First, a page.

Bernal 'finds what was lost' with 2021 Giro d'Italia victory

Egan Bernal with the Giro d'Italia winner's trophy
Egan Bernal with the Giro d'Italia winner's trophy (Image credit: Getty Images)

2021 Giro d'Italia winner Egan Bernal (Ineos Grenadiers) said that his victory in the corsa rosa has enabled him to regain the kind of motivation and enjoyment of the sport that he lost completely after winning the Tour de France at the precocious young age of 22.

In a revealing and personal winner's press conference, Bernal said that the issues he faced racing in 2020 and 2021 and fighting to be at a top-level again had gone far deeper than 'just' his long-standing back injury.

Bernal referred to the personal pressure he had felt after winning the Tour at 22, as well as the considerable feeling of uncertainty that such an early, massive triumph, had created inside himself.

It was only as he began his battle to win the 2021 Giro d'Italia, he said, that he felt that he had "found again what was lost," with that rediscovery of new motivation enabling him to move on with his career again and succeed. Or as he put it, "I'm back in the game."

It's well-known that when Bernal captured the Tour de France in 2019 at 22 he was the youngest winner of cycling's toughest Grand Tour since 1909. But what emerged early on in Sunday's press conference was that his victory in the Giro d'Italia has also made Bernal the first rider since a trinity of names as illustrious as Felice Gimondi, Gino Bartali and Eddy Merckx to triumph in both the Giro and Tour before their 25th birthday.

However, Bernal replied by pointing out first that while he was unaware of that particular statistic, he knew all too well that he had faced a serious series of personal dilemmas having won the Tour de France so young.

"Handling what it felt like after winning the Tour was really hard, it was harder than to win it," Bernal said, "so winning this Giro is a marvellous thing, an explosion of so many emotions.

"But even so, I'm keeping my feet on the ground. There are so many other riders out there that are racing really well," he said, in an indirect reference to 2020 Vuelta a España and Tour de France winners Primoz Roglic (Jumbo-Visma) and Tadej Pogacar (UAE Team Emirates), respectively. "Knowing that they have done really well keeps me motivated. I've won a great race here, and I'm back in the game."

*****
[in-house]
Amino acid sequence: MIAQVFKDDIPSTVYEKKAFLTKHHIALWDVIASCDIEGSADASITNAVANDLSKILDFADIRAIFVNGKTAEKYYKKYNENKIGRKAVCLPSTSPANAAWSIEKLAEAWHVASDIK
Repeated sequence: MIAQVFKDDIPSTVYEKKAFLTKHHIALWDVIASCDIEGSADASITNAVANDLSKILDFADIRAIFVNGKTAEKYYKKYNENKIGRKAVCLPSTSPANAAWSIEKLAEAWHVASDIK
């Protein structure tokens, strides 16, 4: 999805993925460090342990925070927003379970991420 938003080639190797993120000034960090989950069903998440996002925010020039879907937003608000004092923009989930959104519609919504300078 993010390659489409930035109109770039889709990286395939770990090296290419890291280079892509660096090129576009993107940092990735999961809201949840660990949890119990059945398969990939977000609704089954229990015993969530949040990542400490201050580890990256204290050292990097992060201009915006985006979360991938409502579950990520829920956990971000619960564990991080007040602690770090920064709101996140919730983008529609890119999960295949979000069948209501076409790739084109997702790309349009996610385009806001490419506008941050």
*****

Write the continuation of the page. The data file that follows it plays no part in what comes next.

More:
Asked to define what the problems had been that afflicted him after 2019, Bernal said "a mix of everything. I'd won the Tour at 22 and didn't know what to do with my life. It was everybody's dream, it was like - what now?"

Bernal found himself going through the motions, he said, riding and training but without a genuine sense of purpose behind it.

"I didn't have the motivation to go on winning, the real deep motivation, the kind of determination to say to myself 'ok, I'll set the alarm for eight, I'll do my stretching, do my core work, do my training, do all my work.' I was training, I was doing what I could, the [power output] numbers were good, and I was going really well. But after the Tour, it wasn't the same anymore."

The factors that did not favour him to continue with the same kind of enthusiasm he'd felt before piled up in other ways. He'd had a lot of personal changes in his life, too, he said but more than that, winning the Tour was a very important achievement for his cycling-mad nation Colombia, was "difficult to handle."

"Then on top of that, I got back here" - to race in Europe in 2020 - "and all went well before the Tour. But then I had my back problem, so with one thing and another I couldn't do what I wanted. My doubts started again, about being back on this level, having the willpower to win or not…so with this Giro, I've found something that I've lost again."

Part of that complicated but necessary process of regaining his motivation came after the 2020 Tour when he had a long conversation over dinner with Ineos Team Principal Dave Brailsford in his European base in Monaco. The two talked a lot, he said, and found common ground about how to move forward when it came to re-sparking his enjoyment of racing. "It was about racing on my instincts again", was how Bernal put it, "and I came here to the Giro to do that.